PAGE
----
Of course, you have to observe flesh and blood rather than chapter and verse to discern that I am right and Keller is wrong, to discern that our political future is not a simple and neutral debate over which reasonable people may disagree. I was going to say that it requires wisdom to see where this is going, but that is not really true: it is already out in the open, unmasked, so to speak, and brazen. And this is why identifying this evil is a qualification for leadership; the fact that the line separating good and evil passes through our own hearts does not acquit us of this responsibility, but simply requires us to overcome that evil too. A pastor–husband must know what needs to be done, and he may not fear seeming unloving when this requires him to speak words of warning in actual love.

And yet we are happy warriors; we are ministers and officers of such a shadow government, and the weapons of our warfare are not of the flesh:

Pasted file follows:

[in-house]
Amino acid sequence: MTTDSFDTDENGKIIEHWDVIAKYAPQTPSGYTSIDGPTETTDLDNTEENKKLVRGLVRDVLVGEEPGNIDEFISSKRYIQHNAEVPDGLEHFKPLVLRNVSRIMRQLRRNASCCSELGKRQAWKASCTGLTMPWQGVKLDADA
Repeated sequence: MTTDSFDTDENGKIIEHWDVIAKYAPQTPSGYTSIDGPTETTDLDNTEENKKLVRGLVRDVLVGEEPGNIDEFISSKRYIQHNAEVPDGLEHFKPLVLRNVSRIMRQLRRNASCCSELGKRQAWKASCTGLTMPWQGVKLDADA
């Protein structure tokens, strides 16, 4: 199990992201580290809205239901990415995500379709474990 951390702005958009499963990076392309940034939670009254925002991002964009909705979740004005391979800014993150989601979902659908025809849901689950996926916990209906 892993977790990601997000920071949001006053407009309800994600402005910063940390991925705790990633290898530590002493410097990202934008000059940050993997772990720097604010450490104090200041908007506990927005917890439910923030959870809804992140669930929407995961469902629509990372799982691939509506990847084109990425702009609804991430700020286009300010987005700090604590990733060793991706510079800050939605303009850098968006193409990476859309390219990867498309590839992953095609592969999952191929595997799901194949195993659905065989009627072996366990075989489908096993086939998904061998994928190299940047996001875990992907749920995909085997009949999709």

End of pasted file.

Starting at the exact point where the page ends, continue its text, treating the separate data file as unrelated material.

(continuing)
Why do nations conspire,
And peoples murmur a vain thing?
Positioned are earth’s kings,
And rulers take counsel together,
Against Yahweh,
And against His anointed;
Saying, “Let us break Their chains,
And throw off of us Their ropes!”
The One enthroned in the heavens laughs;
My Master scoffs at them! (Psalm 2:1-10, James Jordan)

God is doing a good work of exposing and testing and tempering right now. May we be strengthened, purified, and proven true!

C. R. Wiley and friends recently provided a delightful encouragement to study Protestant resistance theory from, of all quarters, a Roman Catholic. Vindiciae Contra Tyrannos is in my reading queue after Solzhenitsyn.

The Theopolis conversation on the manosphere and the church is complete. I encourage you to read all of the articles.

Roundup:

Written by Scott Moonen

October 16, 2020 at 5:58 pm

Pebbles

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Voting in a large-scale first-past-the-post election is not a statistically meaningful action. I didn’t vote in the United States’ 2016 election. I do plan to vote in our 2020 election, but I do so with a sense of proportion that I am not achieving something tangible or practical with my vote.